You probably think that the estate plan of one of the nation’s most prominent legal authorities would be absolutely airtight.
But you would be wrong.
Janet Reno was appointed U.S. Attorney General by President Clinton, the first woman to serve in that role. Raised in Miami, Reno subsequently ran an ultimately unsuccessful campaign for the Florida governorship. She died as a result of Parkinson’s Disease in 2016, age 78. She had no husband or children. Her revocable trust listed her seven nieces and nephews as beneficiaries, and named one of them, James Hurchalla, as her successor trustee.
The beneficiary rejected the inheritance
Reno’s estate plan gave special consideration to her longtime Dade County home. A unique piece of property amidst suburban sprawl, the rustic ranch home was built by hand by Reno’s mother in the 1940s. It sits on four acres of undeveloped land, can be reached only via a dirt road, and is hidden from view by thick vegetation. Reno’s estate plan bequeathed the property to the University of Miami, on the condition that it preserve the property and keep it undeveloped.
Just one problem, and a big one: The University of Miami did not want it. The school determined it was too expensive to maintain.
Because Reno failed to include alternative arrangements for the property, her successor trustee sought out another educational institution for the bequest. Miami-Dade College, located just a quarter mile from the ranch, agreed to take the property and preserve it as Reno had specified. The Miami-Dade Circuit Court approved the substitution, stating: “…If a particular charitable purpose becomes unlawful, impracticable, impossible to achieve, or wasteful, the court may…modify or terminate the trust. … in a manner consistent with the settlor’s charitable purposes.”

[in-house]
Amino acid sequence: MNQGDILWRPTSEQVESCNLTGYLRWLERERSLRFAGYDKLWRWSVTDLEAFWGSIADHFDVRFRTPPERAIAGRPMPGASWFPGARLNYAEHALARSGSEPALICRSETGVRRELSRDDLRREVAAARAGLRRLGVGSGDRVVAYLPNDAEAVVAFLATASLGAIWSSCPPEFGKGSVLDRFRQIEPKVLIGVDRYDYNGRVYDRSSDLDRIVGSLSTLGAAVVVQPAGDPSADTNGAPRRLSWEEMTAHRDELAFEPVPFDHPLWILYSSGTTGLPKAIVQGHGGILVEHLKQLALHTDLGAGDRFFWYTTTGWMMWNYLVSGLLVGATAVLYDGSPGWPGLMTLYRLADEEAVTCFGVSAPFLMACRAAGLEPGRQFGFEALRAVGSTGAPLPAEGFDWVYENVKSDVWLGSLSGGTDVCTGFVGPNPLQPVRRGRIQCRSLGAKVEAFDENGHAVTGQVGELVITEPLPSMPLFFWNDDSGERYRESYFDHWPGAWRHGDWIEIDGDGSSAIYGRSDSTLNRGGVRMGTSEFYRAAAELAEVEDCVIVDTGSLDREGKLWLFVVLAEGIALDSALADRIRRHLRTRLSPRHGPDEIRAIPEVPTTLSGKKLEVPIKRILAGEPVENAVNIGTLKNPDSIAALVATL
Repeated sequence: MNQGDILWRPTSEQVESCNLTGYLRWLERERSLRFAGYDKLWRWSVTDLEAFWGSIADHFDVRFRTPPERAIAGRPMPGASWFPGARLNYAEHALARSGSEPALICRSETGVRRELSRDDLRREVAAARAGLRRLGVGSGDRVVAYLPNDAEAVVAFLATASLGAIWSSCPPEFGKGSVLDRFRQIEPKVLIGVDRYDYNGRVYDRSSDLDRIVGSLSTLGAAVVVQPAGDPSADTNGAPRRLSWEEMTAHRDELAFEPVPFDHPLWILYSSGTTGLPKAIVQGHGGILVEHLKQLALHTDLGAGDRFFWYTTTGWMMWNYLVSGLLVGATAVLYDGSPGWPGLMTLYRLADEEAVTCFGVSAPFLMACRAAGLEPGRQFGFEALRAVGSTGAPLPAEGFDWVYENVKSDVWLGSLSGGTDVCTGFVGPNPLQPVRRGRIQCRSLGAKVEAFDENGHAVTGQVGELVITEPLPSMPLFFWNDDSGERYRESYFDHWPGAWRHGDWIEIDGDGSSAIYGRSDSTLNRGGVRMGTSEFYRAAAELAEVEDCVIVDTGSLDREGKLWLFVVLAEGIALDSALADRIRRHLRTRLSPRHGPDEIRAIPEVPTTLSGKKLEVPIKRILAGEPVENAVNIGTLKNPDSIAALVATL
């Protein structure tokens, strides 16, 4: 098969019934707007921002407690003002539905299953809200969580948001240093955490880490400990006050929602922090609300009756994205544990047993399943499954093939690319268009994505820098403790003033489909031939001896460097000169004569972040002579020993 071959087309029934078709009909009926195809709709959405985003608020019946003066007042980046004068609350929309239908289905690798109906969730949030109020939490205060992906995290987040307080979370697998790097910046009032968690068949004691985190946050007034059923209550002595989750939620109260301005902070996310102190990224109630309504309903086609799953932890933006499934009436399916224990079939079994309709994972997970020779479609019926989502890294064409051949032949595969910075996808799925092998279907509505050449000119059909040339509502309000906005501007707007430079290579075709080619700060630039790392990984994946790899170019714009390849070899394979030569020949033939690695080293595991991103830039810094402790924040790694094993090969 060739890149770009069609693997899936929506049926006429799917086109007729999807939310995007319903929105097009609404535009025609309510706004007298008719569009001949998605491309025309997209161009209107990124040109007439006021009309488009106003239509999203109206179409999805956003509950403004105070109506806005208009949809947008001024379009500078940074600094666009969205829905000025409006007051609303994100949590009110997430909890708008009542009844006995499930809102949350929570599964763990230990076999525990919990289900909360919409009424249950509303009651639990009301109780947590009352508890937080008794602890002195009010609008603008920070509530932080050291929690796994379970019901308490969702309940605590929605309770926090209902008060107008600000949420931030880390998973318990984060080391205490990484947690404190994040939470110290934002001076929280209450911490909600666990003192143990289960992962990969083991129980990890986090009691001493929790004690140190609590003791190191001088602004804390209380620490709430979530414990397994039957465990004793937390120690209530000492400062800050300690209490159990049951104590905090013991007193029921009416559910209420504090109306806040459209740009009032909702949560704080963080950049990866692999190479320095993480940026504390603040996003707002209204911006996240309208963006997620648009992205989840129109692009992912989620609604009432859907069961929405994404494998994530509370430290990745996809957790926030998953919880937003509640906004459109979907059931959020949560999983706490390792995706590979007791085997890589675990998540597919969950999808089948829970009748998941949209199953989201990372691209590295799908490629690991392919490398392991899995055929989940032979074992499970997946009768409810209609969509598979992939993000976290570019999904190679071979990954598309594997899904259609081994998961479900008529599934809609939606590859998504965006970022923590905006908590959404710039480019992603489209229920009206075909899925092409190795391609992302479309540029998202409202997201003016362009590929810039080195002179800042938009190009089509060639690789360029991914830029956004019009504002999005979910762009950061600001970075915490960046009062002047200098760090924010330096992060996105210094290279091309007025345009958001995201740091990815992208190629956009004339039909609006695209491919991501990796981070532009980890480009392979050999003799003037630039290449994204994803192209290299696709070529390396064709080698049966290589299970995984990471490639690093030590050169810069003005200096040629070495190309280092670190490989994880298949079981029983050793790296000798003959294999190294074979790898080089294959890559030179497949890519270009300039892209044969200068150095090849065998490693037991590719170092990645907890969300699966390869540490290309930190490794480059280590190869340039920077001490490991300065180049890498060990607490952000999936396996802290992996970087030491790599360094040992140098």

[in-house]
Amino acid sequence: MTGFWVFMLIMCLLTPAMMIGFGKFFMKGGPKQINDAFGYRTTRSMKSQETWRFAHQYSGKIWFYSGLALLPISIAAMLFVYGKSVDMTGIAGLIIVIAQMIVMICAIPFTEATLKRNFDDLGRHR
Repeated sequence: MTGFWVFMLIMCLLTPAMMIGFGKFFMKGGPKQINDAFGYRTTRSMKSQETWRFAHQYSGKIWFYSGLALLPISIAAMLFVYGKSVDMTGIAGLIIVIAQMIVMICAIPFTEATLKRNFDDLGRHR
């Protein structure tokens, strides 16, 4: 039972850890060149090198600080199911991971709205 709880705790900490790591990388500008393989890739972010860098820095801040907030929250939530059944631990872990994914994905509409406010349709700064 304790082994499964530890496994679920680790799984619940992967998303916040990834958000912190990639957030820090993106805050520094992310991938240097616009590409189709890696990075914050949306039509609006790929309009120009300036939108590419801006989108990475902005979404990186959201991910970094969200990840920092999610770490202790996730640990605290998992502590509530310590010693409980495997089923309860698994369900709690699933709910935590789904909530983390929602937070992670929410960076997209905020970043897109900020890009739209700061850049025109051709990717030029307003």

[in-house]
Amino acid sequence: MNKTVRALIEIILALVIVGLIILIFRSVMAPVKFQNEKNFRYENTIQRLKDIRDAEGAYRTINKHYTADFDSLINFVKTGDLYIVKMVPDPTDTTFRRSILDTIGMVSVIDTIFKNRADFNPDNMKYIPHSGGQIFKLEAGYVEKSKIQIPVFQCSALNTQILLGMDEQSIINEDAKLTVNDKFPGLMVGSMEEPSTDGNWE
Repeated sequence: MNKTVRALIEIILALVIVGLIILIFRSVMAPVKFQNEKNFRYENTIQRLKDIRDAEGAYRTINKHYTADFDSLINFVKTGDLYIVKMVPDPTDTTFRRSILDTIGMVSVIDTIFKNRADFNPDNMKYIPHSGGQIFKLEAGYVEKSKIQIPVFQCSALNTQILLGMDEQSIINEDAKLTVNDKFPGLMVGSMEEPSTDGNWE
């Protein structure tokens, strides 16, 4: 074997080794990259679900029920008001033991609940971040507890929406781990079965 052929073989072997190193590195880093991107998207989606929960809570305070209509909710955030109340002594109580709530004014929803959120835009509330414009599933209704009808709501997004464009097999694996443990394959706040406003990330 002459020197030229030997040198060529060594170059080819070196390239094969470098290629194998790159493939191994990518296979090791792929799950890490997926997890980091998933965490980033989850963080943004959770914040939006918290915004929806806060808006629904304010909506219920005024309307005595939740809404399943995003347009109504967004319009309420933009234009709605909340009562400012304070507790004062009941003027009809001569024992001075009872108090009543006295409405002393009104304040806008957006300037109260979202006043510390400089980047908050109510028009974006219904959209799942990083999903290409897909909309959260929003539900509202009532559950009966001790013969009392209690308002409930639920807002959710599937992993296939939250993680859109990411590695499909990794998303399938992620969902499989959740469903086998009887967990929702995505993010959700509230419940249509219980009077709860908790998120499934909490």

Interpreting Reno’s intent
But now another problem: One of Reno’s beneficiaries, her niece Janet M. Reno, wasn’t on board with the decision to give the property to Miami-Dade College. She argued that since the property will not pass precisely as Reno originally intended, it must be sold and the proceeds distributed to the nieces and nephews. She took her case to the Miami-based Third Court of Appeals, but it ruled against her in August 2019, finding that substituting a different school was in conformity with her aunt’s intent: “The University of Miami’s declination to accept the charitable transfer made the original disposition impossible to achieve. But the successor trustee identified an even closer charitable, educational institution to accept the gift and to comply fully with Ms. Reno’s conditions ‘in perpetuity,’ respecting the ‘unique character’ and ‘historical importance’ of the Reno homestead.”
Waiting for the court to decide if the trust terms can be changed
That is not the end of it, however. Late last year Reno took her case to the Florida Supreme Court. She claims that once her aunt died, the trust became irrevocable, and the terms cannot be changed. In other words, Miami-Dade College may not substitute for the University of Miami. Her attorneys write of the lower court’s decision: “The opinion if allowed to stand would allow Florida courts and fiduciaries to alter the testamentary intent of Floridians after they pass away thereby eroding their constitutional right to freely devise their assets. The issue is of great public importance to the people of our state, with its high population of elderly citizens, as well as the trust and estate bar.”
So what happens now? The Reno family waits for a decision. And the rest of us get a lesson in why one’s estate plan must be precisely worded and cover all possible scenarios, whether you’re a regular citizen or a U.S. Attorney General.